The opening of Japan and the subsequent flood of Western influences into Japan brought about a series of changes in the Meiji period.
Japanese novelists, notably Higuchi Ichiyō, started to draw attention to the confinement and squalid existence of the lower-class prostitutes in the red-light districts.
The Anti-Prostitution Law criminalized the act of committing sexual intercourse in exchange for actual or promised compensation.
This eliminated the "red line" and "blue line" systems and allowed a number of paid sexual services to continue under "sexual entertainment" regulations, e.g., "soaplands" and "fashion health" parlors.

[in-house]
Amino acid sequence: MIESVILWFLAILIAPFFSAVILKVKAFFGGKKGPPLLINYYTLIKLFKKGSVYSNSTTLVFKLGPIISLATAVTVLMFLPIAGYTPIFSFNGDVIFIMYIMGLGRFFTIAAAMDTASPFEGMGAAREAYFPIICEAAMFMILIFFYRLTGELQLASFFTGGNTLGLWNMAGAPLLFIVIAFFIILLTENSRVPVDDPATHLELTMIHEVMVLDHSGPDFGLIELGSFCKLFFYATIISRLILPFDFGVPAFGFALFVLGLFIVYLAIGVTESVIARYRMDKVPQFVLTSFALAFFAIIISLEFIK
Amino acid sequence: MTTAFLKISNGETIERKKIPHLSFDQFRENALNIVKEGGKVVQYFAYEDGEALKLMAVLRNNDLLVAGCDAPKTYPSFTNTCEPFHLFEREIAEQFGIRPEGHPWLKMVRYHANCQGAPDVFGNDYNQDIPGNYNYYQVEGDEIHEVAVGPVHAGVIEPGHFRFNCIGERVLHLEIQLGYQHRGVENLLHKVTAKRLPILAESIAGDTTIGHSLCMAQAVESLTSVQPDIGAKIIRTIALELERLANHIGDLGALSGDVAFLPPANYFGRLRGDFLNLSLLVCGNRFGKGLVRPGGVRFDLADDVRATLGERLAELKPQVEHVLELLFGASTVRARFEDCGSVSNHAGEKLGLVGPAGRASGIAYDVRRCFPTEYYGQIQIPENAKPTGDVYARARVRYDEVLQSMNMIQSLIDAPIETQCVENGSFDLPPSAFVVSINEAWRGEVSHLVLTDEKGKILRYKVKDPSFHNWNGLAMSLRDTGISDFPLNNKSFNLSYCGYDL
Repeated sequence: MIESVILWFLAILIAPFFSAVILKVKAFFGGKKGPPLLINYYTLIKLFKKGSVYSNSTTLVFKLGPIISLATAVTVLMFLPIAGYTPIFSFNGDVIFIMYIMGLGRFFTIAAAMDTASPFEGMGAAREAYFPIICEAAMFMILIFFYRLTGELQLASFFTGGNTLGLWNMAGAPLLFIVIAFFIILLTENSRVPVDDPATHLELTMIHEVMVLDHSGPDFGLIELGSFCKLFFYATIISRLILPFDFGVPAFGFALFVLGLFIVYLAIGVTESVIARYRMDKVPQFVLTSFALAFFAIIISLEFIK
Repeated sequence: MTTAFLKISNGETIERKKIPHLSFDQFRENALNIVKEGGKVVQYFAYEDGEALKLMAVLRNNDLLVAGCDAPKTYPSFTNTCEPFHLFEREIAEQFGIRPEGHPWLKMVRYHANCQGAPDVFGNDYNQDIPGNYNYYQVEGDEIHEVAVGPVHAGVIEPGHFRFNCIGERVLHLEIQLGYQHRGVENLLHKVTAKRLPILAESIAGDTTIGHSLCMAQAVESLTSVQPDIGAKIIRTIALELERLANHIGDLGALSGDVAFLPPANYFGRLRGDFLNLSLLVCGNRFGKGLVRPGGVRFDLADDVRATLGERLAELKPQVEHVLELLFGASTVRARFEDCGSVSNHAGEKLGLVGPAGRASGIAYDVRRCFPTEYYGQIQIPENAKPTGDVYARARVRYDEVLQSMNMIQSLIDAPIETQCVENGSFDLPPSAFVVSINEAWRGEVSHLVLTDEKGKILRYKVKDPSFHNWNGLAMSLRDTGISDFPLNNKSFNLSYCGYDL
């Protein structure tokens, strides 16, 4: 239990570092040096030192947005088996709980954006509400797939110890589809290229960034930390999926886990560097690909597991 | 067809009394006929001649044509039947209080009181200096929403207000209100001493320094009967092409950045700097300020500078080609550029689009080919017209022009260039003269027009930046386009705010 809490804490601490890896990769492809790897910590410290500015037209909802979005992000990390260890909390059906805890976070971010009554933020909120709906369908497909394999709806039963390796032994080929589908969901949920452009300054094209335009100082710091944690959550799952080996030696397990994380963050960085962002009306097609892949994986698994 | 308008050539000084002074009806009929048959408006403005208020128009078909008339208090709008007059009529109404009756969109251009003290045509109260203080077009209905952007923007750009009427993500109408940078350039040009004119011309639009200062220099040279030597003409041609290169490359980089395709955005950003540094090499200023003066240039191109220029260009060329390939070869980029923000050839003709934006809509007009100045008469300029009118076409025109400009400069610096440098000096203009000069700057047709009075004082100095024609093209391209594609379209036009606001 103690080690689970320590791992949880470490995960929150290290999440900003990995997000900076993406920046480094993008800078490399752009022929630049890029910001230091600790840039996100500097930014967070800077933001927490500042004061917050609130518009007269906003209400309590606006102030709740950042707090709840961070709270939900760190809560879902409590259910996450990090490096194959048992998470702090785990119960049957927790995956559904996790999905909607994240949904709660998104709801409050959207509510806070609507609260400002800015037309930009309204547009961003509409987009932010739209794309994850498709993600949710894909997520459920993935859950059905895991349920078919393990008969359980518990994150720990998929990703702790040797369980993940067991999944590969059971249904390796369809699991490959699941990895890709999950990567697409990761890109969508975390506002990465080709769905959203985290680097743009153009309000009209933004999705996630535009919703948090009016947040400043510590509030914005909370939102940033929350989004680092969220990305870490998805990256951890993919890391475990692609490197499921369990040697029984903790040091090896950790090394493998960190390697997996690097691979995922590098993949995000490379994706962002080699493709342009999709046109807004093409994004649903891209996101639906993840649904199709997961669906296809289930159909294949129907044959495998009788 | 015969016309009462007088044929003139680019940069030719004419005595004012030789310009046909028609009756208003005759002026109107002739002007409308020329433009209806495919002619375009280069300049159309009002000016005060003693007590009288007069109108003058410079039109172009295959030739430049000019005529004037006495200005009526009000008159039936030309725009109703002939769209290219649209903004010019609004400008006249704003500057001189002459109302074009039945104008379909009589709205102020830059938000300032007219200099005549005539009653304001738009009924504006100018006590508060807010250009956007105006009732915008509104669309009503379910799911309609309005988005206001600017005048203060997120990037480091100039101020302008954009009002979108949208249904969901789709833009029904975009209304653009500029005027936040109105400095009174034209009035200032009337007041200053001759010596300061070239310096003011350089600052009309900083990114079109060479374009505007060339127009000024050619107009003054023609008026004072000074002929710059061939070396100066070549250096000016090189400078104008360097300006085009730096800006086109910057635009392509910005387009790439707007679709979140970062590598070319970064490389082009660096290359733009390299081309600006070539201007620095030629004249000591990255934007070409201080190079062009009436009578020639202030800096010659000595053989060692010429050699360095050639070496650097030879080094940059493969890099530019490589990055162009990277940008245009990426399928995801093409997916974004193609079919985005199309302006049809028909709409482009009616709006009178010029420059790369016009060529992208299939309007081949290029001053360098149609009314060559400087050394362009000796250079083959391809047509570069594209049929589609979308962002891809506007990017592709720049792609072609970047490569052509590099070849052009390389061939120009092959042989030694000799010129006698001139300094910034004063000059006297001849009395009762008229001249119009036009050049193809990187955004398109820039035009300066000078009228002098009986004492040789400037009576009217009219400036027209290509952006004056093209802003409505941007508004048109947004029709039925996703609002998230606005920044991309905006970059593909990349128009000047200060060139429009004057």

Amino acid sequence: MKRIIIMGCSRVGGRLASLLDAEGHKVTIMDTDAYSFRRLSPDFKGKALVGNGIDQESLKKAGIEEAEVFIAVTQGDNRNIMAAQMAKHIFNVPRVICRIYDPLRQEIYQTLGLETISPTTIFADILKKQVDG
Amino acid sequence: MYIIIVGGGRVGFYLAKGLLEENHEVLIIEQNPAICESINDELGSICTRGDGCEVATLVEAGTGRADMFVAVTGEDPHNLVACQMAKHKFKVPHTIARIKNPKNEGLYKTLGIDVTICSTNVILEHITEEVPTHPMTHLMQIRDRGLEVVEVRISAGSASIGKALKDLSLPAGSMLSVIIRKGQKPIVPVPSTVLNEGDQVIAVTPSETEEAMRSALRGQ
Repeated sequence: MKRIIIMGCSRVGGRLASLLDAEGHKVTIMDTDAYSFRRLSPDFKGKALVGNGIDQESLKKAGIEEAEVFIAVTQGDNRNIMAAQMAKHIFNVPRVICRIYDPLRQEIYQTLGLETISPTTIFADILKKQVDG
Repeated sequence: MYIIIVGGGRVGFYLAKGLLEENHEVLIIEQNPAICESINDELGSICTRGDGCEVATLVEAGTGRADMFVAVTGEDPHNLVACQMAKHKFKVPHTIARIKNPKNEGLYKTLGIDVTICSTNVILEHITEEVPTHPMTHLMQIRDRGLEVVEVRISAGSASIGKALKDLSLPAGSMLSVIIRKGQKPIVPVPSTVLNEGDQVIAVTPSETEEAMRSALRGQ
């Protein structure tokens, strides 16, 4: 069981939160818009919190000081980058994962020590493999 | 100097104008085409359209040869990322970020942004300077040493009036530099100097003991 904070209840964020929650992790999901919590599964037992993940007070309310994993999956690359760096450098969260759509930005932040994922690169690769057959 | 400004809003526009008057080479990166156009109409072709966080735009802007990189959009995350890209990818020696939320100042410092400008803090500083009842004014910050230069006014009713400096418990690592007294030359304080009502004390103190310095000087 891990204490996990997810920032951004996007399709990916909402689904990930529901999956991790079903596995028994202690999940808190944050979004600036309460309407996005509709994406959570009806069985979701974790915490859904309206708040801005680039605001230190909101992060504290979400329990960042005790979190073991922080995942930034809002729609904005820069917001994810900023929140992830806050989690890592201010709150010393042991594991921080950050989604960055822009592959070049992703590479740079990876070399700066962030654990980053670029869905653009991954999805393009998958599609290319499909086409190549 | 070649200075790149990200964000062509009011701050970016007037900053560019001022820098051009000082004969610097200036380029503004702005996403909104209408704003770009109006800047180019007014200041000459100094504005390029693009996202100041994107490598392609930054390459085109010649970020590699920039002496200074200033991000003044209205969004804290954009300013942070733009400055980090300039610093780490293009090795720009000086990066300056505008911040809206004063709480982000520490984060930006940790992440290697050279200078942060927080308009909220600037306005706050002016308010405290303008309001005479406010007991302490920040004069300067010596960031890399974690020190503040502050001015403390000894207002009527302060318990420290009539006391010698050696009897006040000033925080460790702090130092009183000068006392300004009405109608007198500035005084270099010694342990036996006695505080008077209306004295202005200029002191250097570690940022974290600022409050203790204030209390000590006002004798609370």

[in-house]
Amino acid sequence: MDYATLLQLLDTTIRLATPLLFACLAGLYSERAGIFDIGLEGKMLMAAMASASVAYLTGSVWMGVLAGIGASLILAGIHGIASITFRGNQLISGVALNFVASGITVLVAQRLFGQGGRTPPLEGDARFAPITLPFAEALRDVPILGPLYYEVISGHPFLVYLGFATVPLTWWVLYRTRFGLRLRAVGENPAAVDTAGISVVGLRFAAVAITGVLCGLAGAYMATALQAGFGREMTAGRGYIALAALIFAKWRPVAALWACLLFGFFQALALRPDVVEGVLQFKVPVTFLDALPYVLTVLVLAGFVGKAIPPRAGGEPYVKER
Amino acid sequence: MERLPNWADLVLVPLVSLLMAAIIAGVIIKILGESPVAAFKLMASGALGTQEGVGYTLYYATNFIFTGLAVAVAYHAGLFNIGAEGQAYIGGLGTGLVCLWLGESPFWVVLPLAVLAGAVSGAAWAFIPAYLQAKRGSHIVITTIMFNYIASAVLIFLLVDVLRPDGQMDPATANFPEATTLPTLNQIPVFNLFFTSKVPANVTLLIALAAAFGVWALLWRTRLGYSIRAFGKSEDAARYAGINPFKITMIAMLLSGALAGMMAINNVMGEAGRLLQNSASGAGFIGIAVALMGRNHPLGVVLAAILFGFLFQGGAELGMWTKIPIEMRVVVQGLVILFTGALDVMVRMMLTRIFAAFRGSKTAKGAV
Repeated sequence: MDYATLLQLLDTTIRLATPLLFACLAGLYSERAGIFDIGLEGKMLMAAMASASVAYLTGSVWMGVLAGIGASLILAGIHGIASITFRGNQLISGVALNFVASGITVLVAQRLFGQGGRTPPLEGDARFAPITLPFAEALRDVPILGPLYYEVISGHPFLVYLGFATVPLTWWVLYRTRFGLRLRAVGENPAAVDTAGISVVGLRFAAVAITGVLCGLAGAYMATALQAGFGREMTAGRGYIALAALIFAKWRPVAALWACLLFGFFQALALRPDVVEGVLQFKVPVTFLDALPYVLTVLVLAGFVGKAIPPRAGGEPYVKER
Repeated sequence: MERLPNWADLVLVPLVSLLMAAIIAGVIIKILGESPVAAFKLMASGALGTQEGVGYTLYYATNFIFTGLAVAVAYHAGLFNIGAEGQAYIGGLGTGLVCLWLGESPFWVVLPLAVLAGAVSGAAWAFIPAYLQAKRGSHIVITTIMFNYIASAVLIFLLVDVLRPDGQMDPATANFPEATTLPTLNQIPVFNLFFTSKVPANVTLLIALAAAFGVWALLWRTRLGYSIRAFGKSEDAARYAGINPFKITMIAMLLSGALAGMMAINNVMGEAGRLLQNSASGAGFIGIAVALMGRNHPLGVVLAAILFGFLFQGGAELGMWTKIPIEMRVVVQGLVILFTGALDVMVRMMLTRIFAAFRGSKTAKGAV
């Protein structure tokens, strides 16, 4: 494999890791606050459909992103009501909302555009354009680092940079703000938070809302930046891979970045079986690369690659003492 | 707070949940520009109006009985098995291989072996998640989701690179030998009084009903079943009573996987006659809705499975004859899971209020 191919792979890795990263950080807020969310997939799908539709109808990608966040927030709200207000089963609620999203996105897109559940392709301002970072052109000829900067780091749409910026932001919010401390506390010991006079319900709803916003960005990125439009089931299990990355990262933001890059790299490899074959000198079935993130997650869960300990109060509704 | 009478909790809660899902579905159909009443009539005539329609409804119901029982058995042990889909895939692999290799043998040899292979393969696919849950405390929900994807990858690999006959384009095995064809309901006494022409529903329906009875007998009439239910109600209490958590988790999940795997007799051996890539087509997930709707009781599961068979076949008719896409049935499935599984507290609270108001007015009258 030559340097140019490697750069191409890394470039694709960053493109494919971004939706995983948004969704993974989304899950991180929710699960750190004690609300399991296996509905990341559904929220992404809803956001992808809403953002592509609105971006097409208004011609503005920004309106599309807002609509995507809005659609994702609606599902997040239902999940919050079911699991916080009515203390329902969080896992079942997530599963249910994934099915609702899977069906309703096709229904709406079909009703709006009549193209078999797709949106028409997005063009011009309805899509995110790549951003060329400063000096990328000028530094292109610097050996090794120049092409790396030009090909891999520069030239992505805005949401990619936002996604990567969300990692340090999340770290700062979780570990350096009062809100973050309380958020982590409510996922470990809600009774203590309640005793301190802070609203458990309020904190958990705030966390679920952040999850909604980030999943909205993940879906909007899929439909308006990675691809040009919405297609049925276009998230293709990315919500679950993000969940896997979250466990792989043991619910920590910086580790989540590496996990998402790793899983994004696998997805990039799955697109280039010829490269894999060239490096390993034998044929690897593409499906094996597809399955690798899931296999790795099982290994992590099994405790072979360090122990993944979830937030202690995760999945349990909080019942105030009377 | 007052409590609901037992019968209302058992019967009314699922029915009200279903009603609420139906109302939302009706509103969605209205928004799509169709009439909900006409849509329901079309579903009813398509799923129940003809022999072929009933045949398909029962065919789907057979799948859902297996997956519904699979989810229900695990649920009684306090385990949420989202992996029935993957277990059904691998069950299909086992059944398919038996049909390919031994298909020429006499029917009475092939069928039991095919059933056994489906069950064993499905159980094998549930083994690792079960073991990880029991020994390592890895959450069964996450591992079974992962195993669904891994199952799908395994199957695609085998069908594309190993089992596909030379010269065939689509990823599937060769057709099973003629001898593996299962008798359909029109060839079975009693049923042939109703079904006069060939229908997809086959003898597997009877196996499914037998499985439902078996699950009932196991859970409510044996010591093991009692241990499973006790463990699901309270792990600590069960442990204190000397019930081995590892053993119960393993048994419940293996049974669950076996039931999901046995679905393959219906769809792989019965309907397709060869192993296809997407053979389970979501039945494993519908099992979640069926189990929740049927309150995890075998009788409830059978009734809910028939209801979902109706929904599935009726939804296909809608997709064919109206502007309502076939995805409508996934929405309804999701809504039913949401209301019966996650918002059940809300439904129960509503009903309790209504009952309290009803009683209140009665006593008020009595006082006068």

This practice later continued among visitors from "the Western regions", mainly European traders who often came with their South Asian lascar crew (in addition to African crew members, in some cases).